Says new sales tax won’t get his support unless South County
receives a fair share of the benefits
San Jose – Santa Clara County Supervisor Don Gage Tuesday chastised supporters of a plan to extend BART to San Jose and said he will try to delay a vote on a new sales tax to fund the project.
“Unless they modify the way they’re going, they’re not going to get my support,” Gage said. “They can’t just ram it down our throats. I’m not going to support anything unless there’s a fair plan.”
The 12 members of the board of the Santa Clara Valley Transportation Authority, including Gage, are scheduled to meet next month to finalize a package of transportation projects financed by a proposed quarter-cent sales tax increase. The board still must decide if they will place the tax increase on the November 2006 ballot.
The proposed tax would last for 30 years and be used to build and operate the $4.7 billion BART-to-San Jose project. It is also supposed to fund a variety of other transportation projects, such as road improvements and more Caltrain service in South County.
But the wish list of politicians in the county is too long, and VTA board members have not been able to reach consensus on which projects to fund.
Last week, a San Jose official who is not on the VTA board proposed funding San Jose projects at the expense of a countywide road maintenance fund, and VTA general manager Michael Burns has suggested scrapping some Caltrain improvements as part of a plan to save VTA from a projected $1.9 billion deficit in 2036.
And, the VTA’s traditional divide between north and south county representatives has been complicated by a split among the board’s five San Jose members, who are arguing over the possible loss of a rail link to the San Jose airport and trolley service in east San Jose.
Gage said that taking funding for road repairs, Caltrain and other mass transit projects leaves South County citizens with little return from the proposed tax and Measure A, a half-cent-on-the-dollar sales tax to build BART and other transit projects approved by voters in 2000 that kicks in next year.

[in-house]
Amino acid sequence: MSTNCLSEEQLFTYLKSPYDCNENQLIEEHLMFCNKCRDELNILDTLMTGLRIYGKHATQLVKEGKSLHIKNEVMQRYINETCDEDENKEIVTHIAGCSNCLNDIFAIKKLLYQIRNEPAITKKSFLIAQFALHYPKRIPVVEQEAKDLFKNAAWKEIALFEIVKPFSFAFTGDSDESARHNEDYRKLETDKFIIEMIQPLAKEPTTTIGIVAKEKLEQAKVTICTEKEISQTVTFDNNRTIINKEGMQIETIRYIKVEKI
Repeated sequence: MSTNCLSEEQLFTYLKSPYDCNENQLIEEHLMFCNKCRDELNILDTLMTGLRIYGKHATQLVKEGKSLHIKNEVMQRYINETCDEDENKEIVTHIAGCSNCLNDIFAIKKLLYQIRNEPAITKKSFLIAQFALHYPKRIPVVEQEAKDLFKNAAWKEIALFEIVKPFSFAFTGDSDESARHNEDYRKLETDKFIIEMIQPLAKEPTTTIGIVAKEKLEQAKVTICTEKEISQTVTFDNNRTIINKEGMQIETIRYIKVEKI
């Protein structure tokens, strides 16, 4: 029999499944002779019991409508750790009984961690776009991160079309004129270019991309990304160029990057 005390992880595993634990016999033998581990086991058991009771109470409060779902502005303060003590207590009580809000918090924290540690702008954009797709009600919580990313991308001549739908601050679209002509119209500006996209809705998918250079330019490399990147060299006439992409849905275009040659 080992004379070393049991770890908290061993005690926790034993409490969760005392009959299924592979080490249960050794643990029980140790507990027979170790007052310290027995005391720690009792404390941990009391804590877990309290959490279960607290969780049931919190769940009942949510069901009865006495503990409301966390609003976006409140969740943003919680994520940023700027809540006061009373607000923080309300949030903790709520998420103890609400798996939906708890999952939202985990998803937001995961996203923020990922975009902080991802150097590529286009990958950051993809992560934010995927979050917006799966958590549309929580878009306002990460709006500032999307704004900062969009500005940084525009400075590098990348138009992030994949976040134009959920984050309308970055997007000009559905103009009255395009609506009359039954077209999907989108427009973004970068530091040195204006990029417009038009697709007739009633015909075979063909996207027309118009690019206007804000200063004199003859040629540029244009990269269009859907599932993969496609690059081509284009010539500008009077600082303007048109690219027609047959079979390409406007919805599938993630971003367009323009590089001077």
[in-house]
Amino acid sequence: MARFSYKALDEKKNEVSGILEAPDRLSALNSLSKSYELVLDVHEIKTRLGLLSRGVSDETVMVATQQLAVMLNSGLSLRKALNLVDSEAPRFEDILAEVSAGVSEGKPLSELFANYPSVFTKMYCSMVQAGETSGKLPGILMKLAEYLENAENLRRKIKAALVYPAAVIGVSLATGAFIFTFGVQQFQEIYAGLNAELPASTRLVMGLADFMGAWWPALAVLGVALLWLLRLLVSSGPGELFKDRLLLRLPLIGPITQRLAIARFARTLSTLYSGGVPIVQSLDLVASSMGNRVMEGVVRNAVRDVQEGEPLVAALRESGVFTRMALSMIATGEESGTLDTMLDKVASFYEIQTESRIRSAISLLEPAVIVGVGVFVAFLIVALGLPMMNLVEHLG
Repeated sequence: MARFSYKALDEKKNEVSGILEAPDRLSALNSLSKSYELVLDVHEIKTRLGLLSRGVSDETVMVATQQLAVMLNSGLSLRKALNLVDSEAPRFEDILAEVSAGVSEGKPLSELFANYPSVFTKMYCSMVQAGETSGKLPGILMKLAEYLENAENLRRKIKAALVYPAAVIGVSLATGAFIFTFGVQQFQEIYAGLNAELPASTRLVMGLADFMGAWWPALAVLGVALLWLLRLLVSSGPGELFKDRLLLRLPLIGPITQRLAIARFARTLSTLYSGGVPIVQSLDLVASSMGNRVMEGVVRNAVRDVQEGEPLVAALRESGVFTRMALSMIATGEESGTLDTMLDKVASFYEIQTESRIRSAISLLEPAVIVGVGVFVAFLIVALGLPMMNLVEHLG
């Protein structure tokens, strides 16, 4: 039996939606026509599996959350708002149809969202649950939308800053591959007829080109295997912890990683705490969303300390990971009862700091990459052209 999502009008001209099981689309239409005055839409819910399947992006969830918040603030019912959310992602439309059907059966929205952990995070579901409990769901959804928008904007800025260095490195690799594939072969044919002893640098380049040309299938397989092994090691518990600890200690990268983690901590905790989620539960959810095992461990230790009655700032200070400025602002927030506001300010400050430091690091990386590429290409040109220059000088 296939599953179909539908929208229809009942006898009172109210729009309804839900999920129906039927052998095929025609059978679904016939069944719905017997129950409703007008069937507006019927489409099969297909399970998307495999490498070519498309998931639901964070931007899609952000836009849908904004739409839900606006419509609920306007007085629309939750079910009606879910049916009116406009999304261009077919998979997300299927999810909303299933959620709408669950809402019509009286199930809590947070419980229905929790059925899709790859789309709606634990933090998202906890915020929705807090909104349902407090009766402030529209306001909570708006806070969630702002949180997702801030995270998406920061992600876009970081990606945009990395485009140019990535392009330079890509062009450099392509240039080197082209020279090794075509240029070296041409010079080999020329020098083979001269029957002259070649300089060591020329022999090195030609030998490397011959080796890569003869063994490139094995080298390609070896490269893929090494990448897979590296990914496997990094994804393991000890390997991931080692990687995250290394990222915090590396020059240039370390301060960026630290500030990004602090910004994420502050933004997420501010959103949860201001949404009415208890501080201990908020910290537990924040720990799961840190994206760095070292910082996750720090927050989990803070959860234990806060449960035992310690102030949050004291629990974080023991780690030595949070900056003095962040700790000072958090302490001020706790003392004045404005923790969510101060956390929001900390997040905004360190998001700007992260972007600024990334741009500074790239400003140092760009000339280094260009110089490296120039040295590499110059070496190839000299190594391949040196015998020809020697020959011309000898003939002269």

“The only thing we have is Caltrain, buses and potholes,” Gage said. “Take that away and what do we have? It should be obvious to everybody that there are a lot more projects in Measure A than we can afford.”
The VTA has already postponed one vote on the tax package, and has until June to finalize a ballot measure, but delaying a vote until January could have dramatic consequences for the future of BART in Silicon Valley.
Under the VTA’s system of rotating board seats among cities, two cities anxious for BART service will lose their seats at the end of the year to cities that would not be served by a new BART line.
Bob Livengood, of Milpitas, and Jamie Matthews, who works for San Jose but represents the city of Santa Clara, will be replaced by Morgan Hill Mayor Dennis Kennedy and a still unnamed official from Mountain View.
In January, a proposal to study a cheaper, scaled-back BART project was defeated, 7-5, by Livengood, Matthews, and the five San Jose members. Kennedy’s presence may temper the power of the San Jose contingent.
“Clearly, the makeup of the board is going to be different,” Kennedy said Tuesday. “The pro BART majority that exists right now will change. That gives us some opportunity, if in fact the vote can be delayed, to work with other cities to come up with a plan that truly meets the needs of everyone.”
Kennedy and Gage have both said in the past that they support BART and a new sales tax as long as South County receives a fair share of the benefits.
They believe the sales tax revenue generated in South County, particularly at Gilroy’s outlets, entitles the area to at least $245 million in improvements over the life of the tax.
Gage, Kennedy and Gilroy Mayor Al Pinheiro have threatened to withhold support for the tax if their demands are not met.
In a poll taken earlier this year, the tax fell several points shy of the two-thirds majority it will need to pass. Politicians from all parts of the county have said the measure will not pass without a united front.
“I firmly believe the only way the voters will approve a tax is if there is broad-based support,” Kennedy said. “That argument is probably more important in terms of delaying a vote because we need to build that support before we go forward.”